The recent wild fires near Los Angeles have prompted the news media to return to a favorite theme concerning natural disasters. On-line news sites such as USA Today and Fox News referred to the out-of-control California fires as angry; USA Today ran a headline on September 1 that labeled the largest of the fires as very angry. As the fires began to be less intense later on Tuesday, CNN reported that Mike Dietrich, the U.S. Forest Service’s incident commander, said, “I feel a lot more optimistic today than I did yesterday. Yesterday I characterized the fire as ‘angry,’ today I’m going to characterize it as “cranky. “
Ascribing human emotions to a fire is a logical personification, particularly when one is faced with the searing heat and total devastation that large, out-of-control fires produce. Fire is produced by the ignition of a combustible substance and maintained by materials that serve as fuel for the resulting flames. The abundant bone-dry brush of southern California provides ample fuel for the wildfires. The fires are then driven by winds. As long as the winds blow towards acreage with dry brush, the fires will intensify and continue their destruction. So it is easy to look at a raging fire and view it as angry. But this assessment may be a dangerously misleading one. The danger lies in seeing only the fire, but not what is behind the fire. Hebrews 12:28-29 likens God to a consuming fire:
Therefore let us be grateful for receiving a kingdom that cannot be shaken, and thus let us offer to God acceptable worship, with reverence and awe, for our God is a consuming fire. ESV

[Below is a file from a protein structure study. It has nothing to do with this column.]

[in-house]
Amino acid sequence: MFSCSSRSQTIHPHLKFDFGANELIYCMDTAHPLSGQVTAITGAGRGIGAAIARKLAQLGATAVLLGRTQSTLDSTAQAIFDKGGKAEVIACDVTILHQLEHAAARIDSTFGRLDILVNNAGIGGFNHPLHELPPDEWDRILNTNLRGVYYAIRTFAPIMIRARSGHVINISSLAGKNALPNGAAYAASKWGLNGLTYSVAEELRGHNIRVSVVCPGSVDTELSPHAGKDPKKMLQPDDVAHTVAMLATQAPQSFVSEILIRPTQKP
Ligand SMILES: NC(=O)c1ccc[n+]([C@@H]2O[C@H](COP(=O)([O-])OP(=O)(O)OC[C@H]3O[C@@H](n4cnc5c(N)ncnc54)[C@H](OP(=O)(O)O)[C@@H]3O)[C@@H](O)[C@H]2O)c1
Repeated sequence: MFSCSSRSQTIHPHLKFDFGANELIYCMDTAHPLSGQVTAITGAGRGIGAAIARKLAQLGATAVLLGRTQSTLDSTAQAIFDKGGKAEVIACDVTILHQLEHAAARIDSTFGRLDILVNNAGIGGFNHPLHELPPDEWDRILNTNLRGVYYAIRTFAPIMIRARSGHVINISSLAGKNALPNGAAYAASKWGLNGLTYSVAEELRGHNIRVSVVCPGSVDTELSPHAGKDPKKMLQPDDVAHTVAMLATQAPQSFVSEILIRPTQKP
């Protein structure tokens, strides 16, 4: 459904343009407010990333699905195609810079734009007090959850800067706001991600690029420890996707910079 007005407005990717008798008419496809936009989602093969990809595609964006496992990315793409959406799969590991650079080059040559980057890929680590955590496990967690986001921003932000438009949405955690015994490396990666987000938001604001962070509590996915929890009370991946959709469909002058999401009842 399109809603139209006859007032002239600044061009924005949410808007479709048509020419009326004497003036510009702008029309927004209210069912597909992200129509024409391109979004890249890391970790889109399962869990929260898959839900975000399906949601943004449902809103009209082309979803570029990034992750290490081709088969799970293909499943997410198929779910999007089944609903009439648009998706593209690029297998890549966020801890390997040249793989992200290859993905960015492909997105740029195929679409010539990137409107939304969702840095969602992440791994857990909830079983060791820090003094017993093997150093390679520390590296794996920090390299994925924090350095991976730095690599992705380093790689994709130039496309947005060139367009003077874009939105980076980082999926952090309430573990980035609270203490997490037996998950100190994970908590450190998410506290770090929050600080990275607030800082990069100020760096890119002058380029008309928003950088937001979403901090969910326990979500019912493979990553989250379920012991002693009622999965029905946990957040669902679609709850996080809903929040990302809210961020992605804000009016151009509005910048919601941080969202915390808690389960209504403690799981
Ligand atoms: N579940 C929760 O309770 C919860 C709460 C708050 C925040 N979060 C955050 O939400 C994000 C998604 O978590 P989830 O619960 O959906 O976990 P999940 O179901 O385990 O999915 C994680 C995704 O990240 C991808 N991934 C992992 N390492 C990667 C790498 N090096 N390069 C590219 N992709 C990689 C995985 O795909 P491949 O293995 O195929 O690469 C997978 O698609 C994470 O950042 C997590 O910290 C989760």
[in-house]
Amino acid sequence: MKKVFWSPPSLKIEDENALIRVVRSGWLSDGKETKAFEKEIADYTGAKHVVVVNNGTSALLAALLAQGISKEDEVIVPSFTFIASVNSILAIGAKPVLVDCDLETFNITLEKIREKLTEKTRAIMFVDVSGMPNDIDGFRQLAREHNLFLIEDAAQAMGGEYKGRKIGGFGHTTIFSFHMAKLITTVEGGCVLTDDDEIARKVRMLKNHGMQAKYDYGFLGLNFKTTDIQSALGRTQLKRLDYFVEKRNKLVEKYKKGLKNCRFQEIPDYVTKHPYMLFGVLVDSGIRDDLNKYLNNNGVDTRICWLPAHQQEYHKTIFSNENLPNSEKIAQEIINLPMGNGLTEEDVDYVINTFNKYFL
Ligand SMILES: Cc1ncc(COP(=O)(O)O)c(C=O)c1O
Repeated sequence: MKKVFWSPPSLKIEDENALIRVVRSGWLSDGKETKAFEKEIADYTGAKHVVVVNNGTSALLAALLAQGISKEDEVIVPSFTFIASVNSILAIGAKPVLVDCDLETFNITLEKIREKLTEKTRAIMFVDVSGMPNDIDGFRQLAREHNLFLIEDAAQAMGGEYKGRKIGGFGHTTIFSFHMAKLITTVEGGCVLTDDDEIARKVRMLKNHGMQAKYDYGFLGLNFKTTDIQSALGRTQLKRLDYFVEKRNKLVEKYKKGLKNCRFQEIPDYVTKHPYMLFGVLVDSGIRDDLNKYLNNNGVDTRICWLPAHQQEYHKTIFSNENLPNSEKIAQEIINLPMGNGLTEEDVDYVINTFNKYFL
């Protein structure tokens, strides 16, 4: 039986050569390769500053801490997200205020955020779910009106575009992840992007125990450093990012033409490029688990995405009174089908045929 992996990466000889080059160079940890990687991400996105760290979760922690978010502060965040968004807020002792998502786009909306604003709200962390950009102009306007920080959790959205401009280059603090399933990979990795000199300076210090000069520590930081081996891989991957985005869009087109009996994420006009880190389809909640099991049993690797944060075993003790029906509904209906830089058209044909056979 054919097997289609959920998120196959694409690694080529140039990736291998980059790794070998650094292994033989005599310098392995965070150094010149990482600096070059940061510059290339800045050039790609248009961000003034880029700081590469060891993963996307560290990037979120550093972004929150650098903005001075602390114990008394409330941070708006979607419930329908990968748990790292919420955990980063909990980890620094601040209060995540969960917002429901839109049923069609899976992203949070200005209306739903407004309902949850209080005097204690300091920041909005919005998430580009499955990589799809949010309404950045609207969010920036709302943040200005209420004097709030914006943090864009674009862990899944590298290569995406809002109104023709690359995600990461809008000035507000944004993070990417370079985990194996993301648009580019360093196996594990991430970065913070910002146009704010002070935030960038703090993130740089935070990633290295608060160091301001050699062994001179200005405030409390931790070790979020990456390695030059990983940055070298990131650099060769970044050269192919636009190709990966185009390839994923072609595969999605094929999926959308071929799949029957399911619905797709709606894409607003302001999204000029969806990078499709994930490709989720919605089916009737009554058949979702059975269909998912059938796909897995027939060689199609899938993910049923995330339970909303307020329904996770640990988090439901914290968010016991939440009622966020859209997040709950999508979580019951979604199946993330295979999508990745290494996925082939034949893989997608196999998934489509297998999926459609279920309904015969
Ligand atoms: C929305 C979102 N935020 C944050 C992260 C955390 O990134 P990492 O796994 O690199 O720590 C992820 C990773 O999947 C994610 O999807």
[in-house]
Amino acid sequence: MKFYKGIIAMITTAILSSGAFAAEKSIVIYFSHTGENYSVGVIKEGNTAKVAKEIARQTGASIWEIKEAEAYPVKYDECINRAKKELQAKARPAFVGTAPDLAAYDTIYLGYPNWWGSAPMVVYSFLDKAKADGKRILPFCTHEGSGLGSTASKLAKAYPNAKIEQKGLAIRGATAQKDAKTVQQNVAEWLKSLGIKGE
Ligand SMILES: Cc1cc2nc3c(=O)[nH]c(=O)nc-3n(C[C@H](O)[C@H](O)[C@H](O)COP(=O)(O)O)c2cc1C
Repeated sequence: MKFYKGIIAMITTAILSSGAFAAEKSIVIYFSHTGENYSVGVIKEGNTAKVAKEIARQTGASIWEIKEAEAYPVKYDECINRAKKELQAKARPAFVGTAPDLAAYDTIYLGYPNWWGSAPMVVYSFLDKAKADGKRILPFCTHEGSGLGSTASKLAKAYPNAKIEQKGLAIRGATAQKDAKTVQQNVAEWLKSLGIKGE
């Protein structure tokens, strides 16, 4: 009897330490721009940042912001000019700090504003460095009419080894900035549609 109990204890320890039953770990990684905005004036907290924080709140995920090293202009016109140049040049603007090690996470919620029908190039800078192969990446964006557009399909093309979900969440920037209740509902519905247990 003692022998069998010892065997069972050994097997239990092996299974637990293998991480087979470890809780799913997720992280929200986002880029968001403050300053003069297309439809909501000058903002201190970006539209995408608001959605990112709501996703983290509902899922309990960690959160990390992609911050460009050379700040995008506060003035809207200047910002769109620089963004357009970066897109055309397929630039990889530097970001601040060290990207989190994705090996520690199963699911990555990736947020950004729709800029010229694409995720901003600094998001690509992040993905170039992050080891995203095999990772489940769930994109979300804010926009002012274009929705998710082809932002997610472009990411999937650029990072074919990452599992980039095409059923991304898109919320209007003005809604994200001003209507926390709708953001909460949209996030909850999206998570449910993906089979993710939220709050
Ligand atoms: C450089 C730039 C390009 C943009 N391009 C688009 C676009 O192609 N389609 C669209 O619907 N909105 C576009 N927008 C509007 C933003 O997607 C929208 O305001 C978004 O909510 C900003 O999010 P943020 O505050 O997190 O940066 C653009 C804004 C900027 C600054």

The news media characterizes these destructive fires as angry–but, of course, there is no life in the fire. Still, these fires are not random. They begin and end exactly as God has determined. Officials at the scene of the Los Angeles fires have said they are grateful that the Santa Ana winds are not blowing strongly or else the fires would be even more destructive. By assigning anger to the fires and chance to the lack of wind, the real issue is being ignored. While these fires do not have a life of their own, Scripture uses the imagery of fire to paint a terrifying picture of the wrath of God. Once again, God is choosing to hold back his hand of judgment. With different wind conditions these fires could have caused unthinkable damage. Yet, officials such as California Gov. Arnold Schwarzenegger offer reasons like this one for the apparent success in holding back the fires:
“We have a lot of fires all over the state of California,” he said Tuesday at
a news conference in San Bernardino County. “But we are very fortunate
that we have the best and the most aggressive, best-trained, the most
courageous firefighters in the world. And that’s why we are able to push back
While I certainly agree with the Governor’s appreciation for the dedicated and courageous firefighters, they are not the ultimate reason that the fires are held back. God is the one who is restraining the fires. Even in the face of these fires, when those threatened by the fires are victims of a “natural disaster,” God calls people everywhere to repent and turn to him. When we think of the fire as angry, we tend to avoid the larger issues. Modern man never stops to consider that his actions may bring the judgment of God. After all, if man is truly innocent until proven guilty, then fires and other “natural” disasters are nothing more than random chance. But the truth is that man is not innocent. Rather, the reverse of the American judicial perspective is true. Man is guilty until proven innocent–by Christ.
Don’t allow the news media to shift the blame for natural disasters–such as fires–to the capricious, angry disposition of the fire itself. The reality is that God is calling sinners to repent. He displays his mighty power in the earthquake, wind and fire. By attempting to ignore God in the fire, man also attempts to ignore God in the rest of life. Raise your children with biblical awareness that God is in all things, and he uses the events of this world to call men to repentance. It is a fearful thing to ignore the living God, for he is a consuming fire.